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What comes to your mind when you think of school discipline? Do you imagine being sent to the principal’s office with the possibility of afterschool or Saturday detention? Or is it what thousands of children have faced each and everyday – being taken out of class and sent home for suspensions lasting for three or more days greater.

The UCLA Civil Rights Project ranked Missouri at No. 1 in the country for the largest gap in how elementary schools suspend black students compared to white students. In secondary education, the state ranks fourth.

An incident between a South Carolina school resource officer and student is among the stories and issues continuing to bring school discipline to the forefront for federal and state officials, education experts, parents and even students.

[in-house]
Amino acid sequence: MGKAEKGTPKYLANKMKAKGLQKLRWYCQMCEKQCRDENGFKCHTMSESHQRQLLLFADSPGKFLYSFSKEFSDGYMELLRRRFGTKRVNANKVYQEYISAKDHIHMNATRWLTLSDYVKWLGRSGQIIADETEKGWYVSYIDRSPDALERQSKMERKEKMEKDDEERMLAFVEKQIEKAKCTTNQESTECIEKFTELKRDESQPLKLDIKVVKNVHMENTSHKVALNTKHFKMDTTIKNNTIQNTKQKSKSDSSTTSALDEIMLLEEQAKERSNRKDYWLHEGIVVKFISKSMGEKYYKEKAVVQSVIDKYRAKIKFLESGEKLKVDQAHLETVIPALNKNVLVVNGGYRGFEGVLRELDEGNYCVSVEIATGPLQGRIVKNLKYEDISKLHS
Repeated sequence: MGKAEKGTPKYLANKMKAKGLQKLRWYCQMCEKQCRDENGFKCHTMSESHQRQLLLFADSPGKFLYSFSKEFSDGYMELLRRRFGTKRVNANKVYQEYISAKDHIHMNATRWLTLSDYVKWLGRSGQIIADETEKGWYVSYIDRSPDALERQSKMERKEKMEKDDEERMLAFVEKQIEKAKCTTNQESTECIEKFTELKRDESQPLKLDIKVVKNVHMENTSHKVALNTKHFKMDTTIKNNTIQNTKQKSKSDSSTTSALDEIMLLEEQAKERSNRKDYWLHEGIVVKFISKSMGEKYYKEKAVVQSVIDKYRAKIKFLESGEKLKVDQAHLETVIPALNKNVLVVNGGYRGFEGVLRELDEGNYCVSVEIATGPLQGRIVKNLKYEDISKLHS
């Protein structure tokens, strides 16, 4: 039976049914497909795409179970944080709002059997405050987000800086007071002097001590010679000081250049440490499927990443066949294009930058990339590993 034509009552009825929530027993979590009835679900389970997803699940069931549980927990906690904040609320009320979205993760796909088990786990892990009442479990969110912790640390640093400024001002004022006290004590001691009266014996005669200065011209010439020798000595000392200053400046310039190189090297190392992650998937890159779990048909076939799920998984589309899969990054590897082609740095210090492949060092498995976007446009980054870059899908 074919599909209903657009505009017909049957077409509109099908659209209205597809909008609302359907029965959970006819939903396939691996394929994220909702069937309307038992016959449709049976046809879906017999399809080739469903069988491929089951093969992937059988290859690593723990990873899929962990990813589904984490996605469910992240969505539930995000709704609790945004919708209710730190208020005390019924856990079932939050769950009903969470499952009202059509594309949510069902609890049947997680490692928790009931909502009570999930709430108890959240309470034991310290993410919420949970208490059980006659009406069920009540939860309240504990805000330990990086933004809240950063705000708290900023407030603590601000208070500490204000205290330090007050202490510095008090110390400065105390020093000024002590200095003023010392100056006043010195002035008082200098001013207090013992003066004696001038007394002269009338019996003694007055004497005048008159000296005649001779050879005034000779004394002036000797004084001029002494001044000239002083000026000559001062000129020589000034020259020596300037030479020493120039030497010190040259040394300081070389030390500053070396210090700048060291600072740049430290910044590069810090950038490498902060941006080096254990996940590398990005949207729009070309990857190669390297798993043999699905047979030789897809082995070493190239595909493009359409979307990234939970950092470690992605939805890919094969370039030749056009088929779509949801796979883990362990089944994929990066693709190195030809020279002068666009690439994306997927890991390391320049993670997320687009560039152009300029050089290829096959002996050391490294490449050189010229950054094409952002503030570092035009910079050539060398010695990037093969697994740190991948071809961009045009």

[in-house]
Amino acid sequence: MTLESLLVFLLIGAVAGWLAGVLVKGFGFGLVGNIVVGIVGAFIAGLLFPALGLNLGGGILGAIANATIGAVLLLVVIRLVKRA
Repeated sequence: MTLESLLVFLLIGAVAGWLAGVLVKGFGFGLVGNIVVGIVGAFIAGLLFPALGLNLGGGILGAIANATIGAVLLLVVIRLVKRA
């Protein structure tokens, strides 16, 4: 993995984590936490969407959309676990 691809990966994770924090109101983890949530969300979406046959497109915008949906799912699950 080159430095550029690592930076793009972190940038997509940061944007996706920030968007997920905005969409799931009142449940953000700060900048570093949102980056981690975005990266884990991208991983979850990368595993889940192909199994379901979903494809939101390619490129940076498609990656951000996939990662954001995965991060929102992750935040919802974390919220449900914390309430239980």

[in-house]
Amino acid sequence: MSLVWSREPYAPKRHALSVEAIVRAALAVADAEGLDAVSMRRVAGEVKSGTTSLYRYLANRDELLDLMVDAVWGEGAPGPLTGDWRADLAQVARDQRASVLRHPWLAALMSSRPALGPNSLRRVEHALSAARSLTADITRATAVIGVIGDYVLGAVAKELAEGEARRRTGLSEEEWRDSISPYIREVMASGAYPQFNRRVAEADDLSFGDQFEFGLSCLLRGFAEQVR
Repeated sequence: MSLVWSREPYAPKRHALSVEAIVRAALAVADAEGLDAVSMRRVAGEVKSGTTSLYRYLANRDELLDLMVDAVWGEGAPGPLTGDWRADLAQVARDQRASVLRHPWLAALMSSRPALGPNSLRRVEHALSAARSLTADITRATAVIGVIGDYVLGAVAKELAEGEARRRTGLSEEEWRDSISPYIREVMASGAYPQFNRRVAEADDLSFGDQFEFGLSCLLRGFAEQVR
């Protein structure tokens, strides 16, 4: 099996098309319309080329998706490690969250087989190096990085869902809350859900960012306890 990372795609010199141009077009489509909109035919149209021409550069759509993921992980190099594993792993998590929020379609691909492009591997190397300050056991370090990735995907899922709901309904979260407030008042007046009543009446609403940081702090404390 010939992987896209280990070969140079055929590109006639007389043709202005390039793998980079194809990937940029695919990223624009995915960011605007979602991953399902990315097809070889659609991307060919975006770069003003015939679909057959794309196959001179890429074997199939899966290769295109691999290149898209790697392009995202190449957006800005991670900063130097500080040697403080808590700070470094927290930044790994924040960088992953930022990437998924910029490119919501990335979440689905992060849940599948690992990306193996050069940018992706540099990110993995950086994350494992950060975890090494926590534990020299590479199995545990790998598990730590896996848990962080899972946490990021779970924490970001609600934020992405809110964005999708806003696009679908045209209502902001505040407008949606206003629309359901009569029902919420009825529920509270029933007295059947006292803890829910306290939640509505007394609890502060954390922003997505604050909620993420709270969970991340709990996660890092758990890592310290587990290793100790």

A3. No actual learning objectives in discipline policies, ever. #AmGradSTL

— Alexander Cuenca (@alexandercuenca) October 22, 2015

 

A9: Must ask ourselves important question: What is the intent of discipline? To punish? Or to restore student's ability to learn? #AmGradSTL

— Andrea M. Hawkman (@ahawk12) October 22, 2015

 

At the core of this debate is the disproportionate suspension rates of minority students compared to their white counterparts.

Nine Network of Public Media in partnership with Focus St. Louis and St. Louis Public Radio hosted a town hall in late October over school discipline in the region. Conversations with administrators, teachers and students around the issue helped form and shape the townhall discussion, which are featured on the next pages.

 

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